Introducing the rNews metadata standard at Hacks/Hackers London

 by Martin Belam, 14 June 2011

Last night I was at the Hacks/Hackers meet-up to hear Andreas Gebhart, Stuart Myles and Evan Sandhaus talk about the proposed new IPTC semantic metadata standard rNews. Stuart and Evan are also coming in to our Developer Drop-In today at The Guardian.

rNews is an attempt to standardise machine-readable metadata around news stories on the web, and as someone who thinks “the more metadata the merrier” it looks like a promising development. One of the important things to understand is that most news CMS software already stores all of this information at the database level, but as an industry we’ve been historically poor at exposing it at the presentation level of the web page.

rNews is built around a model of a news item, and can be expressed in a current RDFa implementation, with the promise of a HTML5 microdata implementation to come.

rNews domain model

The domain model at the heart of rNews

If you were more of a “hack” than a “hacker”, then last night had lots of scary slides full of gnarly code, but it did have a key message to take back to our businesses - the idea that the news industry “has to be the chicken, not the egg”.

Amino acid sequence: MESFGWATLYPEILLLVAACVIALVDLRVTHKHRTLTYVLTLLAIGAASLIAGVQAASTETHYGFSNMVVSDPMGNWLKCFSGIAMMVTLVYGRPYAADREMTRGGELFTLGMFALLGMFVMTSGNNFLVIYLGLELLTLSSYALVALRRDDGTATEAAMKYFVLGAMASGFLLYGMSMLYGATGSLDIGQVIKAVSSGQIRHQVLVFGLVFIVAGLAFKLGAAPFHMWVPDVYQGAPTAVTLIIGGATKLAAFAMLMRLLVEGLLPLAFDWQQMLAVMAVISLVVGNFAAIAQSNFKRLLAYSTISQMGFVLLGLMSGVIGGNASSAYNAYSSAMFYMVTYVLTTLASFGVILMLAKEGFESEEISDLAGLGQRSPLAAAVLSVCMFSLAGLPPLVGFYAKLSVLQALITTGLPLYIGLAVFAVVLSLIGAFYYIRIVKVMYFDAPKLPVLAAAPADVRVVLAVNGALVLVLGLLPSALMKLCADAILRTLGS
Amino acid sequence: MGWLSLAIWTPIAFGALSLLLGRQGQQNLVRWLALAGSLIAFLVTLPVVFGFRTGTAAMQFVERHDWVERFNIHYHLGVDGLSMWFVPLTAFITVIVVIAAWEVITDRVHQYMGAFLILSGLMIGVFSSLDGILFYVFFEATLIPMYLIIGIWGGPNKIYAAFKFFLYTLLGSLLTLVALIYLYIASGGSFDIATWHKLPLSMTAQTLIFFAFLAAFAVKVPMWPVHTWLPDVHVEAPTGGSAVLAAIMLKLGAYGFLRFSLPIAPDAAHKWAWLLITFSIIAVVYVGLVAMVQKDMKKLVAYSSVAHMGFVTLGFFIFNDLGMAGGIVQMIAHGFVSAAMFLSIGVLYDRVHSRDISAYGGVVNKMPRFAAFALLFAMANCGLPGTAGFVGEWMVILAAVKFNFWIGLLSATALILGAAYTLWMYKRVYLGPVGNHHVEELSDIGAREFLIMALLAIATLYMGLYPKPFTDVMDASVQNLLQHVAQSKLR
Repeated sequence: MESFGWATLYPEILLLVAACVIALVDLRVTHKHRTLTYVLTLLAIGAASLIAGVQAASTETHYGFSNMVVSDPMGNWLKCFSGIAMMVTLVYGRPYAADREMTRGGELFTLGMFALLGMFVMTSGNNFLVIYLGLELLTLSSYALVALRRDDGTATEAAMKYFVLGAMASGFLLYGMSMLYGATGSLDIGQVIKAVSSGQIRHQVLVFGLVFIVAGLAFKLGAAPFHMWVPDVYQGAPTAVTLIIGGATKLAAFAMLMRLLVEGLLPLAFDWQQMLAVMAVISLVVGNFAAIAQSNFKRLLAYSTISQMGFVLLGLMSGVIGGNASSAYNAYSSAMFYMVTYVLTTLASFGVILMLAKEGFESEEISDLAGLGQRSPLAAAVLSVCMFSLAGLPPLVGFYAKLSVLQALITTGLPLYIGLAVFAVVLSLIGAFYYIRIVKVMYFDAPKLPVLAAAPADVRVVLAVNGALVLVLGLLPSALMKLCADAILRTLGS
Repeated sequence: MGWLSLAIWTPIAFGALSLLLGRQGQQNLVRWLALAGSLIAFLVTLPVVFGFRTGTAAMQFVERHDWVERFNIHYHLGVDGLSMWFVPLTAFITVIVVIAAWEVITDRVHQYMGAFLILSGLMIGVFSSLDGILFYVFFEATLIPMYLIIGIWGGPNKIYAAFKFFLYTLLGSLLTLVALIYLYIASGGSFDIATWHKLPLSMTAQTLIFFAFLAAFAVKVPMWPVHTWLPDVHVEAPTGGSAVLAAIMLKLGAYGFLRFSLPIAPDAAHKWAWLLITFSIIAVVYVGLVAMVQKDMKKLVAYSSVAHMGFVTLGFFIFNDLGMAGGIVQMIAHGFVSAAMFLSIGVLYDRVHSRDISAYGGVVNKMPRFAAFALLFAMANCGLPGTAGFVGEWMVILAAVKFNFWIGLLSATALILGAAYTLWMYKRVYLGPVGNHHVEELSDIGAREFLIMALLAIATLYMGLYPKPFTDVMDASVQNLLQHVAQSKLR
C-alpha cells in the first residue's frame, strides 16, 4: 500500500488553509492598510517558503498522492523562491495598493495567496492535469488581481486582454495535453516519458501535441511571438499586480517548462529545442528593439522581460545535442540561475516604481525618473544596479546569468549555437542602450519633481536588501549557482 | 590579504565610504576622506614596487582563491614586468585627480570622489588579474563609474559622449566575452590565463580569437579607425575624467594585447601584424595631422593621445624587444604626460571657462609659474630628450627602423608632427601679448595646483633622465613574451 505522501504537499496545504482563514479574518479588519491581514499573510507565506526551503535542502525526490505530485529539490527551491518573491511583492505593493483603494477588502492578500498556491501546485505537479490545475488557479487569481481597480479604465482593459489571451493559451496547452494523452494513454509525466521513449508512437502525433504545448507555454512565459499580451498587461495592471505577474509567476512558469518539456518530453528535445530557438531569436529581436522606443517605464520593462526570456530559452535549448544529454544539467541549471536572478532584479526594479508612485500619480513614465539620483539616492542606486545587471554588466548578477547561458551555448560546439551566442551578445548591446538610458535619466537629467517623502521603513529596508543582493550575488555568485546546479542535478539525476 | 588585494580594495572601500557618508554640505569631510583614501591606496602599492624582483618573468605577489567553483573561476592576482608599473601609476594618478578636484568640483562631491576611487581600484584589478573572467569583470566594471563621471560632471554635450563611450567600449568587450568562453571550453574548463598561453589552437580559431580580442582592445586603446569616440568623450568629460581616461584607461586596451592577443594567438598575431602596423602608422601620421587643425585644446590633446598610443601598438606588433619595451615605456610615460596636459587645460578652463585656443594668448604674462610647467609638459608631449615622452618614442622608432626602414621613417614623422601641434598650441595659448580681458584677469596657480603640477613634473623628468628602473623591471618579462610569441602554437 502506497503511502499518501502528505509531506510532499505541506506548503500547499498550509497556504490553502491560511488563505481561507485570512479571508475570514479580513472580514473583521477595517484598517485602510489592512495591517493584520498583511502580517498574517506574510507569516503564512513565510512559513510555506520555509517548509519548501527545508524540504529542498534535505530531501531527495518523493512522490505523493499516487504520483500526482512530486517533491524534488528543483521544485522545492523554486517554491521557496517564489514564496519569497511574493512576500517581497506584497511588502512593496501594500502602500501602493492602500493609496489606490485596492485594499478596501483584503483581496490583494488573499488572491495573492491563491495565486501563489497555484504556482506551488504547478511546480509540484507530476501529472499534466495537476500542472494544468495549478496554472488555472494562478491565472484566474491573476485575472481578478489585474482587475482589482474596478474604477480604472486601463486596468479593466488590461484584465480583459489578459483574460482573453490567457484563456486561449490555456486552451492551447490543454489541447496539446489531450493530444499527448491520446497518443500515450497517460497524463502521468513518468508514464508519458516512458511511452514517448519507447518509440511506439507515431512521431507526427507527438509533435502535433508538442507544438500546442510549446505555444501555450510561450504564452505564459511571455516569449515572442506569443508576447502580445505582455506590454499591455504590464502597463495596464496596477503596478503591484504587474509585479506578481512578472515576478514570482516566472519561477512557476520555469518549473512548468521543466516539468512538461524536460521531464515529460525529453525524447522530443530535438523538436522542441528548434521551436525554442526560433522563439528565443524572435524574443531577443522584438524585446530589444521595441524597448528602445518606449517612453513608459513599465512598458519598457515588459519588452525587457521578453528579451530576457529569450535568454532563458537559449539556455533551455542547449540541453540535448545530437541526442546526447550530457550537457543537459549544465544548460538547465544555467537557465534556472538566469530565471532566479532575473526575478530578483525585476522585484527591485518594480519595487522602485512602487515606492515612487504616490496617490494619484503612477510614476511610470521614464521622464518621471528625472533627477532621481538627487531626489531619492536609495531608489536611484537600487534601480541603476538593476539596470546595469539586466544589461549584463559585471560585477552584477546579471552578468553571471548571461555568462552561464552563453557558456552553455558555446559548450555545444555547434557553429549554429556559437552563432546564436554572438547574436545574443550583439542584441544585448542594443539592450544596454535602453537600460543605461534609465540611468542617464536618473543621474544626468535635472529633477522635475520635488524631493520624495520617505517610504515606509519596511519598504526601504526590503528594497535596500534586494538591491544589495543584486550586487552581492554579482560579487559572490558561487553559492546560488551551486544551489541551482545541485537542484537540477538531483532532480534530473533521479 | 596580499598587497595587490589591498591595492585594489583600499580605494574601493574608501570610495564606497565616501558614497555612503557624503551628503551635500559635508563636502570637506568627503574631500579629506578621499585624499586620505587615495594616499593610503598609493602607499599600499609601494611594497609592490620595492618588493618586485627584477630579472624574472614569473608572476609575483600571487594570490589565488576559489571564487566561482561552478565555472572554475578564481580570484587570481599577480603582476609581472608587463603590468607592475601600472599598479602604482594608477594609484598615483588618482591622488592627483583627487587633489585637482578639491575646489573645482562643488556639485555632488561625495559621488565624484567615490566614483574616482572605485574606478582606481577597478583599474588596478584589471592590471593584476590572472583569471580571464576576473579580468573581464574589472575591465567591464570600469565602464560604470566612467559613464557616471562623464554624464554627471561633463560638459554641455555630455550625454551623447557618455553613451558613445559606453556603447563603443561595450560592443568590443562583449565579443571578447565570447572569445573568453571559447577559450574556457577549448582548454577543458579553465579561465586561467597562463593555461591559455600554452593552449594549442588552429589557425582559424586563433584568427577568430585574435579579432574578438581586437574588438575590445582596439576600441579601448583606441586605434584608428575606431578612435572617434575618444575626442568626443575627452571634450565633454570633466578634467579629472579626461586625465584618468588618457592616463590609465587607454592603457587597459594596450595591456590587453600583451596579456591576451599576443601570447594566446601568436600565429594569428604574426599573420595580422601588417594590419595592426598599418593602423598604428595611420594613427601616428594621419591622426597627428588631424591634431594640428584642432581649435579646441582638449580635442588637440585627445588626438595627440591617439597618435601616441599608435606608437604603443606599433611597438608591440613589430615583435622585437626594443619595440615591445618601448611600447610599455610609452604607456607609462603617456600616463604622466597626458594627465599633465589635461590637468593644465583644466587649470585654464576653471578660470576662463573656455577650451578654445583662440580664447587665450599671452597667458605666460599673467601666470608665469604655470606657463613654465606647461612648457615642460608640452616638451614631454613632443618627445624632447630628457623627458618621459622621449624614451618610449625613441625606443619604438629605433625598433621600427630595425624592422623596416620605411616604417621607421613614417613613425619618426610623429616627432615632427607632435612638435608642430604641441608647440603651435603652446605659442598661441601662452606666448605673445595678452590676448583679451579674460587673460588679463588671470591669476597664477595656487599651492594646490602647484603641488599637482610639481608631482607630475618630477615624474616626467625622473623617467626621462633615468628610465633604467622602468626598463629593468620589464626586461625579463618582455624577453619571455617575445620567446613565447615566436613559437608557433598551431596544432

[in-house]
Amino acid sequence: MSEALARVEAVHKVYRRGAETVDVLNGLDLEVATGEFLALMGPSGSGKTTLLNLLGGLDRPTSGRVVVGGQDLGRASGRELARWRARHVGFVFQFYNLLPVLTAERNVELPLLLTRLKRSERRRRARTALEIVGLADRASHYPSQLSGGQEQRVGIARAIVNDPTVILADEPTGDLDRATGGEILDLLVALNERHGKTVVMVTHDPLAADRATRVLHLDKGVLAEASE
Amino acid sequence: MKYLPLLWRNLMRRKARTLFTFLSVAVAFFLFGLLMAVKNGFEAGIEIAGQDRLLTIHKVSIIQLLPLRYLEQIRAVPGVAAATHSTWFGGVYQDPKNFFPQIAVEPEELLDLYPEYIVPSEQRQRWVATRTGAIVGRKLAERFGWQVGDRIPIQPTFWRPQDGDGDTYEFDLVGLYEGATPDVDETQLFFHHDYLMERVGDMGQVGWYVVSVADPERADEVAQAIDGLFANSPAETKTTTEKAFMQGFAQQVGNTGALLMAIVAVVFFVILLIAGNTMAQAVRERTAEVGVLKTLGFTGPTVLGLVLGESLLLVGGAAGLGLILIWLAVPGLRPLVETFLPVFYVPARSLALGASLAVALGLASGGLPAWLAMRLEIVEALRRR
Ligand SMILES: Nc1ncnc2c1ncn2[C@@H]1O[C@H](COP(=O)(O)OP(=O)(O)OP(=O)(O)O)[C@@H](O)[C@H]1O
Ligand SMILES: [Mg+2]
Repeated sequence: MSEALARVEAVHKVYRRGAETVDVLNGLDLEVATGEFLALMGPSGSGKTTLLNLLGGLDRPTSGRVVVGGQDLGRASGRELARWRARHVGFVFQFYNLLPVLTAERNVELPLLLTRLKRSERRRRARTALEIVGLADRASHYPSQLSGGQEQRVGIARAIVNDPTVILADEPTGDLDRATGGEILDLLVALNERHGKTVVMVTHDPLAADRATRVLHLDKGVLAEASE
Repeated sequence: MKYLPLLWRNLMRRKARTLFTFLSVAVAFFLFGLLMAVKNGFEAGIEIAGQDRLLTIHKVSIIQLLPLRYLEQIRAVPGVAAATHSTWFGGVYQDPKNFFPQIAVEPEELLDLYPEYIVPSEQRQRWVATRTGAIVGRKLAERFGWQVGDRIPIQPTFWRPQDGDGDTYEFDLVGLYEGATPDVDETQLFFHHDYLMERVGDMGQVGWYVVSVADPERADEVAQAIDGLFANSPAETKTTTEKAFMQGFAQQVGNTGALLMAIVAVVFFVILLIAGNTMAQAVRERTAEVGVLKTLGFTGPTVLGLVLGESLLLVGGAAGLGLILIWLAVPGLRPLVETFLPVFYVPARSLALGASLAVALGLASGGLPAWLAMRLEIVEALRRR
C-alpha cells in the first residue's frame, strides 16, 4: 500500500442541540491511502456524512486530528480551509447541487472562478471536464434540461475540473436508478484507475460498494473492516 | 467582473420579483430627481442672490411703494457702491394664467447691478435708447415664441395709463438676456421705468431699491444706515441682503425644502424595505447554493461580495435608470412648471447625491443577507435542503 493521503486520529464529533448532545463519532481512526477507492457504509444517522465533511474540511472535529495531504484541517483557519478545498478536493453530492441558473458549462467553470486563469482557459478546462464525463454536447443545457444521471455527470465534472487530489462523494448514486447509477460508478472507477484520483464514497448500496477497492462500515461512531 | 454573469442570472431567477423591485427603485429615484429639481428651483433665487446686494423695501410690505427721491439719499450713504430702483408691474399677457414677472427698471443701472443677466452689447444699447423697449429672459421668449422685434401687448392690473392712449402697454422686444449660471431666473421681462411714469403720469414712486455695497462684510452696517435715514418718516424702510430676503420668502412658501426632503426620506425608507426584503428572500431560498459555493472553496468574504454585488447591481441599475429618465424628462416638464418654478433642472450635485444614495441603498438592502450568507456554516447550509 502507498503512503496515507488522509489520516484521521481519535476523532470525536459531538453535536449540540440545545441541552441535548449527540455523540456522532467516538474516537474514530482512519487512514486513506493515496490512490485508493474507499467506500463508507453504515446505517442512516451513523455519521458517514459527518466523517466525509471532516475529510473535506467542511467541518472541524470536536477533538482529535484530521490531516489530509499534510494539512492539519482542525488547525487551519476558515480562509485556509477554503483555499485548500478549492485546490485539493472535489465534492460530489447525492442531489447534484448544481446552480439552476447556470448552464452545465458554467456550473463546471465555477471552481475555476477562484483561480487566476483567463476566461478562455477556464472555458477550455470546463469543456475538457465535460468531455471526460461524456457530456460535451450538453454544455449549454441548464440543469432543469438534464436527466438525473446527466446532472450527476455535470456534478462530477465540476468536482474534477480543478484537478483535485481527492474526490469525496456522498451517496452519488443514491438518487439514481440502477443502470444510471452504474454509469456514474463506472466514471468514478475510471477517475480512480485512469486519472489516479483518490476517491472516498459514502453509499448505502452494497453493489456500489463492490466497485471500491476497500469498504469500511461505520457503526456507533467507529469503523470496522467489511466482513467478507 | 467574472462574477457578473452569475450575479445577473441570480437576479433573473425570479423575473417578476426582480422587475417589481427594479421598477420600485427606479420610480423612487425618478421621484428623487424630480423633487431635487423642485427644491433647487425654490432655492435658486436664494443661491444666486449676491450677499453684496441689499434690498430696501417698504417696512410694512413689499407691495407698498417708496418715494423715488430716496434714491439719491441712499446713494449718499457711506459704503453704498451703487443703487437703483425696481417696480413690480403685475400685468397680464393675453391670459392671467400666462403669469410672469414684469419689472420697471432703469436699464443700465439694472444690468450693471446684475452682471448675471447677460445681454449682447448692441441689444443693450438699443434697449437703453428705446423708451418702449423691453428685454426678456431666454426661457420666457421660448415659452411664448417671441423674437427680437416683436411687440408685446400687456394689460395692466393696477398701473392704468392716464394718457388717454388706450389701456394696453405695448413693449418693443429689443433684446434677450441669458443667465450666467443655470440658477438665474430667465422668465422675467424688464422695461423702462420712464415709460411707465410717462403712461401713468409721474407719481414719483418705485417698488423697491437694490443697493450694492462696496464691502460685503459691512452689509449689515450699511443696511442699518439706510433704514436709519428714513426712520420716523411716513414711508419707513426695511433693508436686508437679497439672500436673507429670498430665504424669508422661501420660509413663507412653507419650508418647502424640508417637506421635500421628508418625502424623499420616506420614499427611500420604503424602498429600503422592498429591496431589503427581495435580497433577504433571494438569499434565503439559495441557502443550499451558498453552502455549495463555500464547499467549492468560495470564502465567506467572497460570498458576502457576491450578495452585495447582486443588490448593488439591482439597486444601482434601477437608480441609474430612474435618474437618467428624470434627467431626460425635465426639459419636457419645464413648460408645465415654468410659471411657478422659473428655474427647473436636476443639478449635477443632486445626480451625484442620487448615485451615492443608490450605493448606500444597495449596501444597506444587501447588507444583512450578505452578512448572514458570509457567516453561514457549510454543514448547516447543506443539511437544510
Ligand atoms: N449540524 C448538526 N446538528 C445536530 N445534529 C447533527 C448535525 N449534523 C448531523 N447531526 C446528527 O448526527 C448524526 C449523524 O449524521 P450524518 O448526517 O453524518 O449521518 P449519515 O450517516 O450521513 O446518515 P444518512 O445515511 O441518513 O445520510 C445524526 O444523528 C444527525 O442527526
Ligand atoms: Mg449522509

In other words, in order for a metadata standard around news publishing to gain credibility on the web, it requires for us all to rally round one. If we start publishing semantically rich metadata based around our shared understanding of the news domain model, then it will make sense for others to adopt it. If we don’t, we’ll always be trying to bend formats like Facebook’s Open Graph or the search engine driven to fit the news model.

There were 4 things that I particularly liked about the rNews model:

Everything was optional. That means you are not hindered in implementing rNews because your particular CMS doesn’t support one metadata field, and you can choose not to mark-up information that you don’t want to be machine readable.

Publishing principles. Explicit ethics and a code of practice are one of the things that distinguishes professional newsgathering and publishing from other “content” on the web. rNews includes the ability to link to an organisation’s principles.

It included print metadata. As Evan put it: “It is not like articles are randomly dispersed throughout a newspaper”. The relative size and positioning of stories throughout the printed product gives you implicit information about the editorial importance of those stories, that often gets thrown away at the “shovelware” stage of web publishing.

Comments and community interaction were part of the spec. It is testament to how much audience participation in news sites has become the norm that the rNews model specifically includes a class around user interaction. This includes properties like comment count, and a URL where comments can be left on a story.

There was some criticism of the emerging standard on the night. It doesn’t yet, for example, map to any external vocabularies, and there was a strong feeling that there should be some concept of “the news events” in the standard.

For me, I think we should focus on raising the temperature of a pan of water a little before we attempt to boil the ocean - very few news organisations publish machine-readable structured data at present. Once we’ve got over that hurdle, then perhaps we can start arguing the finer points of “one perfect news ontology to rule them all”.